Man stunned with Taser plans to sue Boise Police Department Ombudsman Pierce Murphy says an officer violated department policy and used indefensible force. BY KATY MOELLER - firstname.lastname@example.org Published: 07/23/09
* Listen to an audio recording of the Taser incident (warning: explicit language)
A man who was shocked by a Taser stun gun while he was handcuffed on the ground during his arrest at a Boise home in February - and then threatened with additional shocks - plans to sue the Boise Police Department for excessive use of force.
Eagle attorney Ron Coulter said Wednesday that he's been retained by the man, whose identity was not released Wednesday in a report on the Feb. 14 incident by Boise Community Ombudsman Pierce Murphy.
Murphy concluded that the officer who Tased the man violated the Boise Police Department's use-of-force policy. He said evidence showed the man was shocked once in the back before he was handcuffed, and once in the buttocks after he was cuffed, and threatened with further shocks to the anus and genitalia.
"This clearly was excessive force. It's just not defensible. It's very troubling," Murphy said.
The officer and a police supervisor have since been disciplined, officials said.The supervisor, an 18-year veteran, erased an audio recording of an interview with the suspect at the jail and did not write a report on the use of force in the arrest. In fact, Murphy said, he didn't even start one.
The issue is not that the officer used the Taser more than once, or that he hit the man's buttocks, Murphy wrote in his report. It was the coarse verbal and physical threat that followed while the suspect was handcuffed and held down. The officer, a five-year veteran referred to only as Officer No. 3 in Murphy's report, told the man he'd shoot him with the Taser gun "in the a--" and "in the nuts."
"(It was the) totality of the officer's actions in threatening and taunting the subject with the Taser ... following it up by placing it in an anal and genital region," Murphy said.
NOT CRIMINAL, OFFICIALS SAY, BUT AGAINST POLICY
During his investigation, Murphy advised the Boise city attorney that the evidence pointed toward possible criminal behavior, and Boise police Chief Michael Masterson asked Idaho State Police to do an independent investigation.
The report by ISP was forwarded to the Ada County prosecutor's office, which elected not to pursue criminal charges.
"I don't look at if it was appropriate, or within policy, or if it was a good idea or could have been done better," said Ada County Deputy Prosecutor Roger Bourne.
The question, he said, was, "Did the officer commit a crime, and could it be proved beyond a reasonable doubt?"
Bourne's conclusion was that it could not.
But it was a violation of department policy, Masterson said. Officer No. 3's actions were "not appropriate, not condoned and not professional," he said.
Masterson said the department disciplined Officer No. 3 and a supervisor - called Officer No. 10 - who violated two department policies. "This is the exception, not the rule," Masterson said. "There have not been complaints about this to the ombudsman. ... I hope this is an isolated incident."
Disciplinary action can range from a written reprimand to suspension to termination.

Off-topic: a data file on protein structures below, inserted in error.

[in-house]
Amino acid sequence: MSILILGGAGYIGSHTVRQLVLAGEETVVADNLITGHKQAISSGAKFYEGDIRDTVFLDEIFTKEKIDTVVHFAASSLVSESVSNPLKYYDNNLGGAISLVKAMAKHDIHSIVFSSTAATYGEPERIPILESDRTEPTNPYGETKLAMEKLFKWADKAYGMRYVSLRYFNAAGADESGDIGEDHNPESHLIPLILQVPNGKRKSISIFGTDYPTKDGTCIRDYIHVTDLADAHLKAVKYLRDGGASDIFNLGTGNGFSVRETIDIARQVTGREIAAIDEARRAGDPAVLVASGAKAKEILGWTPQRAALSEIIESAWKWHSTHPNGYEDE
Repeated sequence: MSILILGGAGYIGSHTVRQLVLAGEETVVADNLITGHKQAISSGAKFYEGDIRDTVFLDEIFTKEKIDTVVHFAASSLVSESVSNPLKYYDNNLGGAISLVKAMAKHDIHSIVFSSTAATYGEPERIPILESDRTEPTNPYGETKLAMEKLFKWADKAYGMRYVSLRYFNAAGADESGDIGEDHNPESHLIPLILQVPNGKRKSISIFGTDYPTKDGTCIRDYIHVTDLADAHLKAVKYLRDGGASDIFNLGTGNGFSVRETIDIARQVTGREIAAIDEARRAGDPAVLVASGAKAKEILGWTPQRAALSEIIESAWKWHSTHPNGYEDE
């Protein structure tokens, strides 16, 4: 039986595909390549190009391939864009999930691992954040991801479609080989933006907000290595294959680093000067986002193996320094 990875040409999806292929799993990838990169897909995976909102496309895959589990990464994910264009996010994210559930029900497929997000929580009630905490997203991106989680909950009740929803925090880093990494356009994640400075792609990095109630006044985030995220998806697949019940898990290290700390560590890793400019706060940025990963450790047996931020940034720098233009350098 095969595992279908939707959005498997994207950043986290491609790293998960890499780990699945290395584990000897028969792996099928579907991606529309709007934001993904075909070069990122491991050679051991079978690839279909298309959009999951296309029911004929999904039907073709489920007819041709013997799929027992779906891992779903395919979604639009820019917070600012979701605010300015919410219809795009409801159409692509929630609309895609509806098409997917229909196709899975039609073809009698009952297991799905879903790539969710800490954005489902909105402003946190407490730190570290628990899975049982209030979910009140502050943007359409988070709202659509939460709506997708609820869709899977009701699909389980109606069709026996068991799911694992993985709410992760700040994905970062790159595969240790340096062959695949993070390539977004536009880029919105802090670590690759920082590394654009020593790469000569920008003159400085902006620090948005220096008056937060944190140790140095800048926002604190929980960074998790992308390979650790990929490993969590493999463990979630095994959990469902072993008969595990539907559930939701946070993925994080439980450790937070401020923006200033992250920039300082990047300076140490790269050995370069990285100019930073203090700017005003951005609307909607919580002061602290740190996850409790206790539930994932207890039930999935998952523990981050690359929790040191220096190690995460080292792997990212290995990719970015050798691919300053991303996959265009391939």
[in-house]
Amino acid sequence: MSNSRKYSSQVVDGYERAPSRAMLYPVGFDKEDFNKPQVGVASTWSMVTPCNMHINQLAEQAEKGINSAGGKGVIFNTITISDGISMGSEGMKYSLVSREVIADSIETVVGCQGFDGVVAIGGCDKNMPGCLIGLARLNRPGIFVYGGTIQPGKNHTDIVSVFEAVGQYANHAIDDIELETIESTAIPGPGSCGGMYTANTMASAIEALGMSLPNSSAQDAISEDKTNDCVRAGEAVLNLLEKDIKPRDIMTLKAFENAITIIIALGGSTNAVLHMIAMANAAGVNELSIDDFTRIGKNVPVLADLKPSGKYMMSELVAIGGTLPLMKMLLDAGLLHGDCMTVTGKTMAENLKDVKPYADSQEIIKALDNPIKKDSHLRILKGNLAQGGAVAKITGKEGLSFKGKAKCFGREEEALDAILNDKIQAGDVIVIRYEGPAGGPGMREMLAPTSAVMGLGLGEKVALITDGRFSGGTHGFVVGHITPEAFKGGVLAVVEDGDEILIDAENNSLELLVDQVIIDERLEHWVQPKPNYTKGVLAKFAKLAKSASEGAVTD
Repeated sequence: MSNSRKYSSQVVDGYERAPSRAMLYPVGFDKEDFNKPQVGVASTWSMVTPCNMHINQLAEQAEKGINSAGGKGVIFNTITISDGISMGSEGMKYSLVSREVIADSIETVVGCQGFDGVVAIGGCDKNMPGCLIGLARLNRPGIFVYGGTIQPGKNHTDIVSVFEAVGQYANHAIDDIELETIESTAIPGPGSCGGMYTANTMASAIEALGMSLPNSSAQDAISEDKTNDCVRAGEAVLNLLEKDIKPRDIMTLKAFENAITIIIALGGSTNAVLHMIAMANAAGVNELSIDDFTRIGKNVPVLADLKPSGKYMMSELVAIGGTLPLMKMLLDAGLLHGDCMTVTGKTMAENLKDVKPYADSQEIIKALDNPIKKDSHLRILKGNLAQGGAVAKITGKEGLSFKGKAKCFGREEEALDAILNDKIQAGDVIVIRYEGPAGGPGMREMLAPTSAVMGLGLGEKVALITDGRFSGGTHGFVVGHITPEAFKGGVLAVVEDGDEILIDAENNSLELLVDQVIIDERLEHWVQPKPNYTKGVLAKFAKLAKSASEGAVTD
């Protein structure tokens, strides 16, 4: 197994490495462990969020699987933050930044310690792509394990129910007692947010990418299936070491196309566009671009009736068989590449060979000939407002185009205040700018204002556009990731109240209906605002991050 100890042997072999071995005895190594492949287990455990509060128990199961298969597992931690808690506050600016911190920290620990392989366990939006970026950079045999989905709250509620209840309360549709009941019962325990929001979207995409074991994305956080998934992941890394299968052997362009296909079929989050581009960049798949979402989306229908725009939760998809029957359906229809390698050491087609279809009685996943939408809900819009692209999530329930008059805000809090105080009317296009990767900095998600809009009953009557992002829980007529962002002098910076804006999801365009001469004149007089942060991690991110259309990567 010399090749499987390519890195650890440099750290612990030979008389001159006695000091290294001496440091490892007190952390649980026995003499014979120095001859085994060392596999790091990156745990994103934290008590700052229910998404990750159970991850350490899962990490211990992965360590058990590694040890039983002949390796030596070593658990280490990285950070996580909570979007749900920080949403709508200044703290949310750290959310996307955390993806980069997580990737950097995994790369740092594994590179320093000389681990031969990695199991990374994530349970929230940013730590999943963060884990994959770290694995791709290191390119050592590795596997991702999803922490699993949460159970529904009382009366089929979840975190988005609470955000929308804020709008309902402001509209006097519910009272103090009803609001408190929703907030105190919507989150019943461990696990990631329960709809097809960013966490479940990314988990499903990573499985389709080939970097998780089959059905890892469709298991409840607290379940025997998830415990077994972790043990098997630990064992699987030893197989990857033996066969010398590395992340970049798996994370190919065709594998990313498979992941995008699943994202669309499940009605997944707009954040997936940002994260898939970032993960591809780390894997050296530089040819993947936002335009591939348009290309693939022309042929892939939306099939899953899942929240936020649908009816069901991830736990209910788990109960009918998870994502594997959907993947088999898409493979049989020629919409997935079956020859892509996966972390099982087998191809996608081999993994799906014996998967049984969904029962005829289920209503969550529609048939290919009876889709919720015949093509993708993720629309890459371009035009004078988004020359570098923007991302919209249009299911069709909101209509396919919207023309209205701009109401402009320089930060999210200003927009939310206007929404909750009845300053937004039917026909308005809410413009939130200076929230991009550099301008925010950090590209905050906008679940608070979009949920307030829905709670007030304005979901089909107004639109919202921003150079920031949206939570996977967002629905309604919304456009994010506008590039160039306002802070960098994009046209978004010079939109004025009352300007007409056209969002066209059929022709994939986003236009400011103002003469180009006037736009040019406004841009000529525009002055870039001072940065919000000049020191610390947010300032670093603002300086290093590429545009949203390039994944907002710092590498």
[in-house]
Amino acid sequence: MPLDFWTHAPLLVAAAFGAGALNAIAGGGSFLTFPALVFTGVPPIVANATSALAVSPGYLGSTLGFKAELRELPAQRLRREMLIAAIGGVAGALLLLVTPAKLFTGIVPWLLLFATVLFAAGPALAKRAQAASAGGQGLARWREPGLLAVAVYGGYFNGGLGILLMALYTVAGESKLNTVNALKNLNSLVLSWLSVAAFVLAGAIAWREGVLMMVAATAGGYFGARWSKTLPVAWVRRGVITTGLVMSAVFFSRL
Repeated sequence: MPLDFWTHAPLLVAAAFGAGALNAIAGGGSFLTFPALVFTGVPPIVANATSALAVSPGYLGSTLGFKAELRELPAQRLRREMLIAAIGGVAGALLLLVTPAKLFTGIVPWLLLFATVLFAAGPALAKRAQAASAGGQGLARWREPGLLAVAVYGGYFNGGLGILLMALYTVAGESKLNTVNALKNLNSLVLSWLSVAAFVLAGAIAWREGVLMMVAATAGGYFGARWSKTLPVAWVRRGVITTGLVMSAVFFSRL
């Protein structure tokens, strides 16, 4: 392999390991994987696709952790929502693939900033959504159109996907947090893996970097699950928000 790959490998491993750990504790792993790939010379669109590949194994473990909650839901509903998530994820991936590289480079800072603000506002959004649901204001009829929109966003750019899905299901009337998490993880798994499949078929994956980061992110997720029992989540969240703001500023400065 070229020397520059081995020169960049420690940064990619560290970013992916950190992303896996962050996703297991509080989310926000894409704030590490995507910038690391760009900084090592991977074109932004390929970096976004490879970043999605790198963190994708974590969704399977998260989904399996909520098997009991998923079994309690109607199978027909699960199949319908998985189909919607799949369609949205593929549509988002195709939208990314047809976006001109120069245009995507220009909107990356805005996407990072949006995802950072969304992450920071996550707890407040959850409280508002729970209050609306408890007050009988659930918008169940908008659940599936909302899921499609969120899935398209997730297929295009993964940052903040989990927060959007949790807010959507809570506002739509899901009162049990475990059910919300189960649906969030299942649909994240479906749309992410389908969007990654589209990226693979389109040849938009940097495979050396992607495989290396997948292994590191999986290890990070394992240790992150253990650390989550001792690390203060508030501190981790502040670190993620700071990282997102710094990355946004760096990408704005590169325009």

"The elements weren't there to support termination," said Masterson, who said he could not reveal what actions were taken because these were personnel matters and protected under Idaho law. "This was the first time either employee had been before the discipline board. They have not been involved in serious policy violations throughout their career."
A MOMENT MADE WORSE BY MISUNDERSTANDING
In a press release Wednesday, Boise police underscored that the situation the officers had been called to was "an urgent, dangerous and potentially violent situation, with the safety of a woman and child at the forefront of their thoughts and actions."
Eight officers had responded.
A neighbor had reported a fight between a man and a woman; en route, officers learned the man had been recently released from jail and a 3-year-old boy was in the house.
The officers said that when they arrived and pounded on the door, the man inside yelled profanity back at them. He also pushed against the door as they tried to push their way in. Murphy's investigation found that the officers did not identify themselves. He said the man had been told by the woman in the house that she'd called a friend to come over and beat him up - so the man in the house had the wrong idea about who was trying to get in.
"The minute they came through the door, he went down on the floor quickly," Murphy said. The middle-aged, overweight suspect was physically exhausted by pushing against the door, Murphy noted.
In his recommendations, Murphy warned police officers to be careful about "positional asphyxiation," which occurs when an individual ends up in a position where he can't breathe. He said this man had three people sitting on his body, including at least one on his back.
A PROMISE TO CONTINUE THE ISSUE IN THE COURTS
Soon after the incident, the man sought legal counsel from the American Civil Liberties Union, said Monica Hopkins, executive director of the Boise office. "This does call into question the use of excessive force - this was excessive. ... We made sure he had competent legal counsel," Hopkins said.
Coulter said his firm - Camacho, Mendoza, Coulter Law Group PLLC in Eagle - has been working on the case since April and plans to file suit "within 96 hours." He declined to release the name of his client before then.